Why are suicides so high in the wealthiest country in the world?
By Rachel Alexander
Although the U.S. is the wealthiest country in the world, our suicide rate is the 39th highest in the world. Last year, 35,000 adults in the U.S. committed suicide. A new report by the Centers for Disease Control and Prevention found that 1 in 100 adults planned to commit suicide in the past year, a total of 2.2 million adults. Of those, young adults ages 18-29 and women were more prone to suicidal thoughts and behavior. The number of Americans contemplating suicide is alarming; for every suicide there are estimates of anywhere from 11 to 25 attempted suicides.
Suicide rates traditionally increase during recessions and decrease during economic booms. Yet even during economic downturns, Americans are better off than most people in third world countries. There is an extensive "safety net" of government programs that provides monetary assistance and food for families that encounter hard times. More than 10 percent of Americans receive food stamps. More than 50% of all babies receive some kind of government assistance. Americans may not be wealthy, but they have enough to get by comfortably.
What explains the high rate of suicides? Materialism. American culture places an increasingly high value on status and acquiring things. However, at the same time there has been a decline in teaching our children the value of hard work. Children are being taught ethnic studies in place of social studies, they are being taught revisionist history, and are generally being dumbed down and taught victimhood. They are coming out of school less prepared for the rigors of life and lack a strong work ethic.
At the same time, our youth have been led to believe they can have it all; dining out frequently, fancy cars, a big house, designer clothes, big-screen televisions, the latest expensive electronic gadgets, and multiple wireless phones. They are spoon-fed television shows of the rich and famous living well beyond the means of most Americans, but the shows portray these stars as if they are regular folks just like you and me. The Kardashians is but one of many reality TV shows featuring exorbitantly wealthy glamorous stars who young girls look up to and emulate. This sets young people up for unreasonably high expectations. When they inevitably run into financial difficulties, often brought on by illness, loss of a job, divorce or child custody legal battle, they are maxed out financially and have no money left to spare. Obligated to hefty mortgages, long-term wireless phone contracts, and other binding contracts, their dismal financial situation is compounded.
Contributing to these overly high materialistic expectations is a lack of good parenting. Parents allow the television to babysit their children for hours every day, exposing them to crude reality shows, coarse movies, and adult-themed children's programs featuring overindulged children. Children are no longer watching shows like Leave it to Beaver, The Brady Bunch and Mr. Rogers. The Disney Channel, one of the most popular channels for kids today, is full of shows with appalling scenes that would make any parent cringe. The theme of most shows seems to be children talking back to their parents and acting as the center of attention at all times.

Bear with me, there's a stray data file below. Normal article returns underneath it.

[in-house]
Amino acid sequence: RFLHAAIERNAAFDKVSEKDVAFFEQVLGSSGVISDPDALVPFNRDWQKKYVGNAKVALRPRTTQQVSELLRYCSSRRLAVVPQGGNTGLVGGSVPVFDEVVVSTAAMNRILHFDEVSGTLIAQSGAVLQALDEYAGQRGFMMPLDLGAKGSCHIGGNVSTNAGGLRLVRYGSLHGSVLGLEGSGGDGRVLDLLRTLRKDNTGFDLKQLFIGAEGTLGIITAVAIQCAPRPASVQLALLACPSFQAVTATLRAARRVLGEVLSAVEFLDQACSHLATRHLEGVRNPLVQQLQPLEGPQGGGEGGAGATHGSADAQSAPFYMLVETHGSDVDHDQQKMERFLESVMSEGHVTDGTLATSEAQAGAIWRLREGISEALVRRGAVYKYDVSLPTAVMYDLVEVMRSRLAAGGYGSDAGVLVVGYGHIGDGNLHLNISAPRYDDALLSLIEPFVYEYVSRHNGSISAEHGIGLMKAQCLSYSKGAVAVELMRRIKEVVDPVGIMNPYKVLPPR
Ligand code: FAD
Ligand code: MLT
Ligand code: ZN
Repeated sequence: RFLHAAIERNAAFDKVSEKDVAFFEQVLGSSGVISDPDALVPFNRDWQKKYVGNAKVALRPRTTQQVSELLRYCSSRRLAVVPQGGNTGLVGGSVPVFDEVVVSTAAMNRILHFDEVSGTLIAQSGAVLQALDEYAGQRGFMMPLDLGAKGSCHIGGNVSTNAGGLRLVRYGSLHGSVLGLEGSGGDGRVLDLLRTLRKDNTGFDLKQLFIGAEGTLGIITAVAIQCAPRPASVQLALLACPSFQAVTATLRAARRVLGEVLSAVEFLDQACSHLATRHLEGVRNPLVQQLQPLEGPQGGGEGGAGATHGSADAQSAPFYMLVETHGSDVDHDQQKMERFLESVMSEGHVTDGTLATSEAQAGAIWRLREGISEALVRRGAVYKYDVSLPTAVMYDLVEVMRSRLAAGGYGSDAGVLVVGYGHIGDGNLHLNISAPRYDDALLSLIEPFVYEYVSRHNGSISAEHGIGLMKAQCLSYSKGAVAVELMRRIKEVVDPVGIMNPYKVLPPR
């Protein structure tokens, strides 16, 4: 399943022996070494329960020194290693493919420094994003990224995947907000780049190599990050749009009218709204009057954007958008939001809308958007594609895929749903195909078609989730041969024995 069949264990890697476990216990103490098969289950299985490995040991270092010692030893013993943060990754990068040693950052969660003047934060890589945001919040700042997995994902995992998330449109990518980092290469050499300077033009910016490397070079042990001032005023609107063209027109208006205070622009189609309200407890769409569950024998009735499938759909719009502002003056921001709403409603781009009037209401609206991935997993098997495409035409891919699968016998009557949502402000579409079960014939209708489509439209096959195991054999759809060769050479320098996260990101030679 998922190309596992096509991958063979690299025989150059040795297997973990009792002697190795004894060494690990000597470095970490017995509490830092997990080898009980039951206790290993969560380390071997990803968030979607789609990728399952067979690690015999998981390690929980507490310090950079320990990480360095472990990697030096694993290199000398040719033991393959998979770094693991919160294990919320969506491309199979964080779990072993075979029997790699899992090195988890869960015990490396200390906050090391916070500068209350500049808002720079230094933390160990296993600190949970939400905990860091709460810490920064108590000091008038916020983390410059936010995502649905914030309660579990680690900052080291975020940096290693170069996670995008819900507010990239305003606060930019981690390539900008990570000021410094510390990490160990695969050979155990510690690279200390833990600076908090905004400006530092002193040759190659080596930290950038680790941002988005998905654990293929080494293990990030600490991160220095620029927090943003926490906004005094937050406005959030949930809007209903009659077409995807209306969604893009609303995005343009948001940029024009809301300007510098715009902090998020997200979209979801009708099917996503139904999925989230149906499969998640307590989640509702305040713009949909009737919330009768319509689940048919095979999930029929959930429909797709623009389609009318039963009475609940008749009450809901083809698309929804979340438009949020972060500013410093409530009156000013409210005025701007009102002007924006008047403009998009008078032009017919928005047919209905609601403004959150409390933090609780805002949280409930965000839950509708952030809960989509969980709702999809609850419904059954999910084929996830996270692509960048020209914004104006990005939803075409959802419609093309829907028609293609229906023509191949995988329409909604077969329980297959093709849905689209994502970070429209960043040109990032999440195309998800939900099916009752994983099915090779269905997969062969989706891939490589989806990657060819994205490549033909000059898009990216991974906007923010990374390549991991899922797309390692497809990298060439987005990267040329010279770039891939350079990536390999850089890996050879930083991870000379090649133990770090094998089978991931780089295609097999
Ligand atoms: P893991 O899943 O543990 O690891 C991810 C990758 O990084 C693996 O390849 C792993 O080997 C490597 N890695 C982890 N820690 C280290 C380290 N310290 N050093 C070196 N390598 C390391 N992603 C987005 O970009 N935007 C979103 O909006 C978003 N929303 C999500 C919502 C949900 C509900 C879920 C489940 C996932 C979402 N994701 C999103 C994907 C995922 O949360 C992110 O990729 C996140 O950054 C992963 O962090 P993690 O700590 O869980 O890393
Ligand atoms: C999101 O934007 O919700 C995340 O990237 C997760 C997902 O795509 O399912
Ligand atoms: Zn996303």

Instead of teaching our children the values of discipline and hard work, they are learning hyper consumption and self-centeredness. When they grow up, they have little experience practicing kindness to others, which makes it difficult for them to succeed in romantic relationships and marriage. Generations X and Y are cycling through romantic relationships, not understanding that it is their selfishness that is the problem.
The advent of social media, particularly Facebook, has put everyone, not just the famous, under a microscope, opening up new ways for people to criticize and lash out at others. The catty and sarcastic behavior prevalent on TV is replicated in social media, as people feel free to criticize and attack others while hiding behind the safety and often anonymity of their computers. Society has degenerated into a constant stream of micro-criticism, where we criticize everyone for superficial reasons such as their appearance and offer up purely subjective emotional opinions about everything under the sun.
No one can live up to these kinds of expectations without becoming neurotic. Constant criticism wears people down and can cause depression.
Even children who are raised with discipline and good values cannot escape this, because they are surrounded by peers who were raised without those values. They too have difficulty making marriage work; and cannot understand why their partners will not treat them well and lack any concept of hard work and saving. They blame themselves when things do not work out.
Parents need to quit being so lazy and teach their children the value of hard work and good moral values instead of allowing the TV to babysit them. Children are not going to learn good values and discipline in school, where God has been removed and teachers are now prohibited from having adequate authority over misbehaving children. If parents do not correct this problem, we will continue raising generations of children who are at risk of becoming despondent upon reaching adulthood and faced with the reality of what life is really like. Perhaps many of these tragic suicides could be avoided if the despondent person had been raised to lean on God when the going gets tough, instead of thinking of themselves as a failure.
Rachel Alexander and her brother Andrew are co-Editors of Intellectual Conservative. Rachel practices law and social media political consulting in Phoenix, Arizona. She has been published in the American Spectator, Townhall.com, Fox News, NewsMax, Accuracy in Media, The Americano, ParcBench, and other publications.